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COLUMN: Three essential films to take you back to the '70s



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Summer’s here and, if you’re living on IU’s campus, chances are you are looking for ways to amuse yourself.  

So why not chug your way over to Wells Library and check out its Moving Image Collection. It’s heaven for any movie buff.

While you're there, why not keep your eyes peeled for some essential films of the 1970s.

The embattled '70s was an odd, but relevant, era. Marked in part by disillusionment over an economy in shambles, a controversial war in Vietnam and an ongoing Cold War, the world seemed on flames. With all the nuttiness, most people thought America was toast – sound familiar?

Movies from the '70s are a window into American history. 

One film you may want to check out is "The In-Laws," a 1979 comedy spy film pairing Peter Falk and Alan Arkin.

Arkin plays a respectable dentist whose daughter is about to marry a Harvard Law School student; Falk, the father of the groom, is a globetrotting CIA agent. 

Arkin’s heavenly Manhattan bubble is burst when Falk steals US Mint engravings to smoke out a worldwide inflation conspiracy in South America. When Falk unwittingly involves Arkin in his scheme, the two go on a trip to South America to sort the whole mess out. 

Falk and Arkin’s chemistry drives the film. The one-eyed Falk was known for Columbo on the '70s detective series of the same name. Arkin, on the other hand, plays a typical milquetoast Dad. As a spy spoof typical of the era, the cast, shots of New York's streets and overly long car-chases make this a great start to exploring films of the '70s. 

But if you’re hungry for real nostalgia and disillusioned teenagers, check out George Lucas’ "American Graffiti." 

There’s much to say about this one. 

It’s based on George Lucas’ teenage years in Modesto, California, and the four main characters represent various periods of his adolescence. 

The film stars Ron Howard, Harrison Ford, Richard Dreyfuss and others in breakout roles, and is set against a '60s backdrop of hot rods, sock hops and drag racing. If none of that rings a bell, then that's all the more reason to see this film and brush up on your history!

"American Graffiti" follows four teenagers on their last summer night before college as they try to pick up girls, decide whether to leave home and more. 

This film was one of the most important of the decade. It documents the cultural fads – car culture, Wolfman Jack and more – and the hopes and small fears of the post-war baby boomer generation before America became stirred by John F. Kennedy’s assassination, counter culture and the divisions of the Vietnam War.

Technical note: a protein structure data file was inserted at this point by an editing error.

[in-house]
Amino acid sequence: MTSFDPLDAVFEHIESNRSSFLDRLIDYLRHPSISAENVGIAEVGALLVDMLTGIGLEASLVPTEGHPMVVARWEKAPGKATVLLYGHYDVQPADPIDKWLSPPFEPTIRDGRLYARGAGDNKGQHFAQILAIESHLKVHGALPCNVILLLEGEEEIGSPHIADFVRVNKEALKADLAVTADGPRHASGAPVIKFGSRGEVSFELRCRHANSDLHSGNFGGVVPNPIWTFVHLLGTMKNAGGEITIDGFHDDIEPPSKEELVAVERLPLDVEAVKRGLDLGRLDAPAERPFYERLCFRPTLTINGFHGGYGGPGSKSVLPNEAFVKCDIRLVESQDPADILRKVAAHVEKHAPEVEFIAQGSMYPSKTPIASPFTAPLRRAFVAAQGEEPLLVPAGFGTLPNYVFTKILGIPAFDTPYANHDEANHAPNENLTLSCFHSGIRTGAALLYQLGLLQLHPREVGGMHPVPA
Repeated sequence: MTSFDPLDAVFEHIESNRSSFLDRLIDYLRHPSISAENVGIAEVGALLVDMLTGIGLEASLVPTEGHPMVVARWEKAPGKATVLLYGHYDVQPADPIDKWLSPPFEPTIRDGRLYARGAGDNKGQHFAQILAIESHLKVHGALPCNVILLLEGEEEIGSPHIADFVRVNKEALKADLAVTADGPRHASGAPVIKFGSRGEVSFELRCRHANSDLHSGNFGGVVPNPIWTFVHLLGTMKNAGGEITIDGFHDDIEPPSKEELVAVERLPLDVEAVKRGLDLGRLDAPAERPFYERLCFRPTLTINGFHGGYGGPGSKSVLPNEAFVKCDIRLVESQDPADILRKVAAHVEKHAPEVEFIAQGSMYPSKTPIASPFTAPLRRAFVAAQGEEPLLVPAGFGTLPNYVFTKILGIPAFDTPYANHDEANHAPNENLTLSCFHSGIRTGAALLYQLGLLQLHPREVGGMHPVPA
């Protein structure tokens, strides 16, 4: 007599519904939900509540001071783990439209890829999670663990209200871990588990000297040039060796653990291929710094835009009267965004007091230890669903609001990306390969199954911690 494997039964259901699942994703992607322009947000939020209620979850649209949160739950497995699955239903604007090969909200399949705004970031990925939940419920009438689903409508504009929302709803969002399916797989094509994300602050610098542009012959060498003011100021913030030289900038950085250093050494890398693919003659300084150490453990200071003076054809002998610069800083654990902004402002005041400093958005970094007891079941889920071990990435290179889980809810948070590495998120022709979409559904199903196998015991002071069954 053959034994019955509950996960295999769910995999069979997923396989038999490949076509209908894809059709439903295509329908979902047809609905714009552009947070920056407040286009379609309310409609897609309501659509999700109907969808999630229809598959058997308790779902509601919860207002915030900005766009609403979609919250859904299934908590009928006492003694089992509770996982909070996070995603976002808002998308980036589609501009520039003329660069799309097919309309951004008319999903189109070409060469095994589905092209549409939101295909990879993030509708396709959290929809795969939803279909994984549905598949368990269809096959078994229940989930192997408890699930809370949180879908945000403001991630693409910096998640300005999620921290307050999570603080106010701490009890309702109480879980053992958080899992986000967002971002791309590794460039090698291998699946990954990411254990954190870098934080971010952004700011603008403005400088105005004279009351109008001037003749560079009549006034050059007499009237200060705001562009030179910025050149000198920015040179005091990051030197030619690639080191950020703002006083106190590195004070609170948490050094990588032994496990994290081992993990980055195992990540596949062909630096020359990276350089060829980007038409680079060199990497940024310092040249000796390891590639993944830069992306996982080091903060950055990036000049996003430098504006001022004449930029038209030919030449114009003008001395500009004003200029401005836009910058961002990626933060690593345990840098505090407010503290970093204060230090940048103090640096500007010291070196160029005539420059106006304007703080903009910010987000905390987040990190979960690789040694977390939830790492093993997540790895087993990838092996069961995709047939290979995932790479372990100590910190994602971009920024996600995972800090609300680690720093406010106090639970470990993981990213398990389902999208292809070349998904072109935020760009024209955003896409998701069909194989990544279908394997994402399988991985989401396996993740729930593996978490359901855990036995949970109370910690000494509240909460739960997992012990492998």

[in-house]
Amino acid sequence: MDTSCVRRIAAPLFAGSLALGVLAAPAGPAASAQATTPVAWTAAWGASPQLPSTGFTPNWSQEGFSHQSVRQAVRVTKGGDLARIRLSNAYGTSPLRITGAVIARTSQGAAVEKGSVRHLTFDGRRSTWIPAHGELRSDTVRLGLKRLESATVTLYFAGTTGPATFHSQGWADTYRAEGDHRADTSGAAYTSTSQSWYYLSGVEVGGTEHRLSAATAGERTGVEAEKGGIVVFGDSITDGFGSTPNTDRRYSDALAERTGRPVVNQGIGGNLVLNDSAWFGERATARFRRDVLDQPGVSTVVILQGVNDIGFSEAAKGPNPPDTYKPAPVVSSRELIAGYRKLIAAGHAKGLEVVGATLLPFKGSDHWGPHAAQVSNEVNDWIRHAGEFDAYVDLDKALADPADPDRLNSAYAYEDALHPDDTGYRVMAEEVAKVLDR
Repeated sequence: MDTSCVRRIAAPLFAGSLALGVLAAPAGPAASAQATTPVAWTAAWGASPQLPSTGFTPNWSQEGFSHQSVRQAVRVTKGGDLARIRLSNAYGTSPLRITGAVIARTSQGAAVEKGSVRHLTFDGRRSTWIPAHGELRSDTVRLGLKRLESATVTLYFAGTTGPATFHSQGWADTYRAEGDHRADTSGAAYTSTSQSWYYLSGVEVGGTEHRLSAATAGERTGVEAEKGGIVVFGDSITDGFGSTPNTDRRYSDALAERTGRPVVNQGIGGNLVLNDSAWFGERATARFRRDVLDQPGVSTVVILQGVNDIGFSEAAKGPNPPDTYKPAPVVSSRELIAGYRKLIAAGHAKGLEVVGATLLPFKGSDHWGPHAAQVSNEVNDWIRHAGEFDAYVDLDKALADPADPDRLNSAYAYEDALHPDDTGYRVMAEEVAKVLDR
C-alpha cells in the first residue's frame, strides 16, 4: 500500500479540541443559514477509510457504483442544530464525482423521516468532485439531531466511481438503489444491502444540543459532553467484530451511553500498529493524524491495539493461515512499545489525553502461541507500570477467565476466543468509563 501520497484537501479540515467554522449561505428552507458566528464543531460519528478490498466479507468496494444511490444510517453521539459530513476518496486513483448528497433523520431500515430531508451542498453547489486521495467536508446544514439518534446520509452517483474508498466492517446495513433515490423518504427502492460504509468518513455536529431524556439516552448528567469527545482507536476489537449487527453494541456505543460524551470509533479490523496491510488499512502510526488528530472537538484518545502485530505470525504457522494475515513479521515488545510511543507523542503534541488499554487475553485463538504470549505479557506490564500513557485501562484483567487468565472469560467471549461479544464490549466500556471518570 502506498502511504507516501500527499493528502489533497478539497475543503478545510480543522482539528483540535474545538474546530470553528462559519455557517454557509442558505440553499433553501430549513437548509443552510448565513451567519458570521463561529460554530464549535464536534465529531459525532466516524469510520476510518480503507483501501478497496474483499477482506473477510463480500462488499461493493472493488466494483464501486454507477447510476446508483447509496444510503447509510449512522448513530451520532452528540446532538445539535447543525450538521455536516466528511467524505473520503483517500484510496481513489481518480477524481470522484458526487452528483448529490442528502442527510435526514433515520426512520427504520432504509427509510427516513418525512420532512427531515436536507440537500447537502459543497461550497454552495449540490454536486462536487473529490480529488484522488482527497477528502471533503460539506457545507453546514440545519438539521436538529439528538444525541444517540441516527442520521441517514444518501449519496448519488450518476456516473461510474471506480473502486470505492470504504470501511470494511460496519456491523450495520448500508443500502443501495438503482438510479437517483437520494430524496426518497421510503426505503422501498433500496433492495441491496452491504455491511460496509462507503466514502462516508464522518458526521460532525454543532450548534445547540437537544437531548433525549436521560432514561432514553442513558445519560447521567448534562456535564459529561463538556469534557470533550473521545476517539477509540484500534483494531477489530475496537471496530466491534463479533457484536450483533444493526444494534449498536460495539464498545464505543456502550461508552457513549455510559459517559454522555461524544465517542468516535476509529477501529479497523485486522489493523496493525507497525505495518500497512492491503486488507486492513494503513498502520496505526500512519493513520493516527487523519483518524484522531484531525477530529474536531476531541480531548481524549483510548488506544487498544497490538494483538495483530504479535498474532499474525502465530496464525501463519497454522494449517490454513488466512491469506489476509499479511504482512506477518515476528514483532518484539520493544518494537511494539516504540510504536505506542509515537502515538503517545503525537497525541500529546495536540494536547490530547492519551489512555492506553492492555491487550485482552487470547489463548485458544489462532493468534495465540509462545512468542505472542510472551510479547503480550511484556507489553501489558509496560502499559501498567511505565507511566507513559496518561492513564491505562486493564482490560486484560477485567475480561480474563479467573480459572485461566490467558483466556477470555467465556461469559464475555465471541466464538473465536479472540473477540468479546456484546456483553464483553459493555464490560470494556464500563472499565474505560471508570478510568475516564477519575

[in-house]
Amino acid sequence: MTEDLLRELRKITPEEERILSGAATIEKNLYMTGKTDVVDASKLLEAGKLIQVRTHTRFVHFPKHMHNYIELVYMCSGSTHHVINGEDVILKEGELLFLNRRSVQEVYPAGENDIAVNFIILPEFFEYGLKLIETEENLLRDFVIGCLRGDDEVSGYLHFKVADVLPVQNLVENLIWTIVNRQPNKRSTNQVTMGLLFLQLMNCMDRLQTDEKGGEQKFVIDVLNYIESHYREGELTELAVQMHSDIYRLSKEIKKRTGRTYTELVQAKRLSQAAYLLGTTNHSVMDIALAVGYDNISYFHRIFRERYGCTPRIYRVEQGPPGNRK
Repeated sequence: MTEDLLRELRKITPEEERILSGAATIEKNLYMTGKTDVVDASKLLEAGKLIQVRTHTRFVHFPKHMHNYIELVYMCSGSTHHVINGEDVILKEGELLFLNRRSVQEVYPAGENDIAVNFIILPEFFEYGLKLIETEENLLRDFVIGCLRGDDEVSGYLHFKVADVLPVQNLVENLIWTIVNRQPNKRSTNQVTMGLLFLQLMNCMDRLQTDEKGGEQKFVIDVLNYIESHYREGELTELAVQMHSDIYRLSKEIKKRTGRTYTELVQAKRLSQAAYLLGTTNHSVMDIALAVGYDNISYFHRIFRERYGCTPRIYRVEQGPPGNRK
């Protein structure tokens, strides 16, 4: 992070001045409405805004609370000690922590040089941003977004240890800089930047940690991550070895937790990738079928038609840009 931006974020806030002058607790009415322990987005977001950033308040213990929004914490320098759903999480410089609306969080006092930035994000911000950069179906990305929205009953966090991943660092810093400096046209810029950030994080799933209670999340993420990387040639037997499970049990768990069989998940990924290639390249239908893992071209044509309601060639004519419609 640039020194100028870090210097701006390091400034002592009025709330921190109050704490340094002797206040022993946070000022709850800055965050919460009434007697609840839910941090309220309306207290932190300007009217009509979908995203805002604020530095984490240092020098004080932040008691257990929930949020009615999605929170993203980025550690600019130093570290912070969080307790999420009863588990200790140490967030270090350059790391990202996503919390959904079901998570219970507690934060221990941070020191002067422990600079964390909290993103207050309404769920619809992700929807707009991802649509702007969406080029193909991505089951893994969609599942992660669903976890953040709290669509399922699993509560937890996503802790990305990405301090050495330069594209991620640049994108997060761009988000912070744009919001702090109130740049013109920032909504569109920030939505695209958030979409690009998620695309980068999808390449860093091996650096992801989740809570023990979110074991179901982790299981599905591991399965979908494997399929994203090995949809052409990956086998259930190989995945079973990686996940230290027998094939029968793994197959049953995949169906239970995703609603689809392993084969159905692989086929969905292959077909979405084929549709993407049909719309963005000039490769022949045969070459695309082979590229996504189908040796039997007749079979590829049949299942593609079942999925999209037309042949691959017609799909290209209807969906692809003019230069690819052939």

The soundtrack itself is a collection of the great rock-and-roll tunes of the era, such as Bill Halley and the Comets, The Beach Boys, Buddy Holly and Chuck Berry. Even if you don’t know those names, you’ll surely recognize the tunes.

Shot on a low budget with relatively unknown actors, "American Graffiti" became one of the highest grossing films of all time and paved the way for George Lucas to produce "Star Wars" later that decade, and for the creation of Happy Days, a sitcom about the 1950s.

Lastly, "Being There" is a poetic little film starring funnyman Peter Sellers, known for "Dr. Strangelove" and "The Pink Panther," in his final notable role. 

In "Being There" Sellers depicts "Chance the gardener" an illiterate middle-aged man who has lived in the townhouse of wealthy old man in Washington, D.C., for as long as he can remember. His only knowledge of the outside world is what he’s seen on television. 

When the old man dies, Chance must go out into the world with nothing but the old man’s clothes on his back and a TV remote. 

By freak accident, he befriends a mortally ill billionaire businessman Ben Rand, played by Melvyn Douglas, and his wife, Eve, played by Shirley MacLaine. 

Except they mistake him for Chauncey Gardiner, a mysterious, but well-dressed businessman.

Given his laconic but erudite demeanor, his vague musings about gardening – “As long as the roots are not severed, all is well. And all will be well in the garden," as Chance would say in the film – are taken as optimistic profundity about the state of the stagnant economy. 

Chance is Jesus of the '70s – the film’s famous final scene literally shows him walking on water – or perhaps a neo-Nietzschean ubermensch. 

Like any religious cult leader, his jargon means both everything and nothing and assuages people’s fears and anxieties of the day. 

He is the ultimate anti-hero, unwittingly attaining power just by knowing the right people.

Hence the film shows America run by power-grubbers and mass media consumption. 

It may sound like harshly cynical satire, but Seller’s Oscar-nominated performance is charming and sympathetic. He is helpless as a lamb, but he lives in peace with the world, 

"Being There" leaves us with a bit of perspective to take with us: “Life is a state of mind.”

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